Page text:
Etymology
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Words related to panties

pants (n.)

"trousers, drawers," 1840, see pantaloons. The word was limited to vulgar and commercial use at first.

I leave the broadcloth,—coats and all the rest,—
The dangerous waistcoat, called by cockneys "vest,"
The things named "pants" in certain documents,
A word not made for gentlemen, but "gents";
[Oliver Wendell Holmes, "Urania: A Rhymed Lesson," 1846]

Colloquial singular pant is attested from 1893. To wear the pants "be the dominant member of a household" is by 1931. To do something by the seat of (one's) pants "by human instinct" is from 1942, originally of pilots, perhaps with some notion of being able to sense the condition and situation of the plane by engine vibrations, etc. To be caught with (one's) pants down "discovered in an embarrassing condition" is from 1932.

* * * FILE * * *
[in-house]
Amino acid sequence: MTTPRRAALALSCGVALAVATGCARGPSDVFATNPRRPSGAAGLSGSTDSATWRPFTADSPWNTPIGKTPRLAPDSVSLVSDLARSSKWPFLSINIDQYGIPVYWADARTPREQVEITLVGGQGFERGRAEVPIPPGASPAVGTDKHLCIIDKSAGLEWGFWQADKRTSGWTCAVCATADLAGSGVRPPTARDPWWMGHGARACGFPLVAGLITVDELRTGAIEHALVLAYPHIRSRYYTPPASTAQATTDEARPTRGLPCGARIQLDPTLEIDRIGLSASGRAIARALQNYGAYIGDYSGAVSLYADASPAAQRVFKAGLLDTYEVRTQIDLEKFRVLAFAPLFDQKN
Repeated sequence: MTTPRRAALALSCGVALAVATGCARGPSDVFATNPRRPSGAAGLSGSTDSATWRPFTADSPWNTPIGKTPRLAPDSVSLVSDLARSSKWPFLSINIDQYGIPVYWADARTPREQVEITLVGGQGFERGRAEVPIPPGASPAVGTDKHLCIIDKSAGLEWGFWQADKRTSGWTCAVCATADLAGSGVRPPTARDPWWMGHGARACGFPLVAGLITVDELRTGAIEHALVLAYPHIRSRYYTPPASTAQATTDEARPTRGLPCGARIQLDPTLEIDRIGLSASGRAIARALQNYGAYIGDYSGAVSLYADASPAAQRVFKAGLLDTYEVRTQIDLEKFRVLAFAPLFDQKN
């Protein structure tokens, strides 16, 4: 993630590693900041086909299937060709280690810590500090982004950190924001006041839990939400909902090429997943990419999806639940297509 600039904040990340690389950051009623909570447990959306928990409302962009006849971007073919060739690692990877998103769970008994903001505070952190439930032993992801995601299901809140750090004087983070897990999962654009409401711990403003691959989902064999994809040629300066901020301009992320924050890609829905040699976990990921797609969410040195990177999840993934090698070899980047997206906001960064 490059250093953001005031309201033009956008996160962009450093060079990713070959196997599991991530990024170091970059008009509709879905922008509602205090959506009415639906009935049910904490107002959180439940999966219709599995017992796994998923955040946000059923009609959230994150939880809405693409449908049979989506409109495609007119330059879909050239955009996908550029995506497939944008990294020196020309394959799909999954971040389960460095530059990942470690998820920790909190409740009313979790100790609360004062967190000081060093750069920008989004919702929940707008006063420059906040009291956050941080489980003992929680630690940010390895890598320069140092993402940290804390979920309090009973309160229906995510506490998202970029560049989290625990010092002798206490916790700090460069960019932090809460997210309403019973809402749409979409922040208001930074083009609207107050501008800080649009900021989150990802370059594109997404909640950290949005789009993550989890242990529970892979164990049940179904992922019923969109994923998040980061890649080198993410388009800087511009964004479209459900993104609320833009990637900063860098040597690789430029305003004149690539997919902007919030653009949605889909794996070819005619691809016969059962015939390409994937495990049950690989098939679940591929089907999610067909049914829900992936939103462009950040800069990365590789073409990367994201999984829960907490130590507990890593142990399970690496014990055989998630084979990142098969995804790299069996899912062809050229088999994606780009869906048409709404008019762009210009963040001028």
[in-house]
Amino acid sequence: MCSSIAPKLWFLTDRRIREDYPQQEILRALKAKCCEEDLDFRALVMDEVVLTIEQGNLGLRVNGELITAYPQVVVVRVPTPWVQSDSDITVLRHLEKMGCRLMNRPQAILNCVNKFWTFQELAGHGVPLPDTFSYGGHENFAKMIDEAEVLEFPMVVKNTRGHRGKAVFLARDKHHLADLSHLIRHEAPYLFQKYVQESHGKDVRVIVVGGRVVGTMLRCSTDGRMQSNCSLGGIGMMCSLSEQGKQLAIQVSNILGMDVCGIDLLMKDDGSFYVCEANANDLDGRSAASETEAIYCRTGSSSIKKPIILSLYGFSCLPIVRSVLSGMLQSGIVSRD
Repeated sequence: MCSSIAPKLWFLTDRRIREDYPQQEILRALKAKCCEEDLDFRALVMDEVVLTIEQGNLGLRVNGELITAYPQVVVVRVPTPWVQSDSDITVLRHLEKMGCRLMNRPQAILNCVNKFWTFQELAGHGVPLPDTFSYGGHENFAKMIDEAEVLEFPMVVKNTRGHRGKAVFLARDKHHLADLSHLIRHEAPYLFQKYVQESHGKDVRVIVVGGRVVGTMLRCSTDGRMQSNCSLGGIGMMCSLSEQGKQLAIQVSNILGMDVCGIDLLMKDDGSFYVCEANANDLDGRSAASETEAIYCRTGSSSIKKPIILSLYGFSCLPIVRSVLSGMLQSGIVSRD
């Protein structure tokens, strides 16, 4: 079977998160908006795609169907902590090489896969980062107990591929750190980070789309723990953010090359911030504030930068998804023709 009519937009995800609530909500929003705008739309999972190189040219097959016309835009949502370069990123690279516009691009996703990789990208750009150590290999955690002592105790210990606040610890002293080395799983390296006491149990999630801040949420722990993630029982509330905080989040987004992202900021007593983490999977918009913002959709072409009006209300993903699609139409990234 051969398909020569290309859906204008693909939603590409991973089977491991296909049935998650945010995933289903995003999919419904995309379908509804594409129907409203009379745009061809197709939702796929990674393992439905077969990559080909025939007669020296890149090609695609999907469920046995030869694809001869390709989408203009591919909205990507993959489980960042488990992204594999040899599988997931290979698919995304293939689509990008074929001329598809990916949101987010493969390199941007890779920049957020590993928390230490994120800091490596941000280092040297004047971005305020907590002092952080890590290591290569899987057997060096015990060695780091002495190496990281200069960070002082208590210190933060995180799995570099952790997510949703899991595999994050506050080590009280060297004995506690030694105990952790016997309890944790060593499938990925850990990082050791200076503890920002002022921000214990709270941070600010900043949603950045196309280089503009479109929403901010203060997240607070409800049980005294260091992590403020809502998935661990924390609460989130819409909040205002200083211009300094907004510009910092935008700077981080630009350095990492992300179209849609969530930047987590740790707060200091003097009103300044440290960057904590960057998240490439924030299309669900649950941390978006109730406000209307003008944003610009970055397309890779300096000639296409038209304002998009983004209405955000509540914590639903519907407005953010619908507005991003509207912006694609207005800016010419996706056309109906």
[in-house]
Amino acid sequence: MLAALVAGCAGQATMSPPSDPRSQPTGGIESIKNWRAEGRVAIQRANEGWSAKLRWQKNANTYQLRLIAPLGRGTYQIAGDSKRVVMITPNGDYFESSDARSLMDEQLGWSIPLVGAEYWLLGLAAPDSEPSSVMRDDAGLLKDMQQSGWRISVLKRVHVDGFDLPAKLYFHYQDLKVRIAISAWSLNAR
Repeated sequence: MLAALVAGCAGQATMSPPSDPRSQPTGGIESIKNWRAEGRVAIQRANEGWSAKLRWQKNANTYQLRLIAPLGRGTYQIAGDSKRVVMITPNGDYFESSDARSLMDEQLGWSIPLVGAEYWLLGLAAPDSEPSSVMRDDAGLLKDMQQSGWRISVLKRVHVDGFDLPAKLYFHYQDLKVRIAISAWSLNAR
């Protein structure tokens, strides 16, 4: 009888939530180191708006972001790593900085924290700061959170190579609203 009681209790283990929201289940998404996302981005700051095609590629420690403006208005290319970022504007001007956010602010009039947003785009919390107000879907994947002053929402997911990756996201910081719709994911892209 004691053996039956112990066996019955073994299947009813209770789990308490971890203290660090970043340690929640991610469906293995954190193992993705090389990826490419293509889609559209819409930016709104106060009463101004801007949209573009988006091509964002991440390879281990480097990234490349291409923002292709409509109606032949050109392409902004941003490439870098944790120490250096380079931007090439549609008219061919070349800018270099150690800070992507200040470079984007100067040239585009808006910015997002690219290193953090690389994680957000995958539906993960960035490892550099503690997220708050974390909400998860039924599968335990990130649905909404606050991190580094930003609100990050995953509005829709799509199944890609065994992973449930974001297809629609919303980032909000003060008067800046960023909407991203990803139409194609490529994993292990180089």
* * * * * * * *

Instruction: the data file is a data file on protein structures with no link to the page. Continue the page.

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-ie 
alternative spelling of -y; now mostly of -y (3), but formerly of the others as well.
pantyhose (n.)

 "sheer tights or close-fitting legwear covering the body from the waist to the toes," 1963, also pantihose; see panties + hose (n.).

panty-waist (n.)

also pantywaist, "weak or effeminate male," 1936, from a type of child's garment with short pants that buttoned to the waist of a shirt; see panties + waist.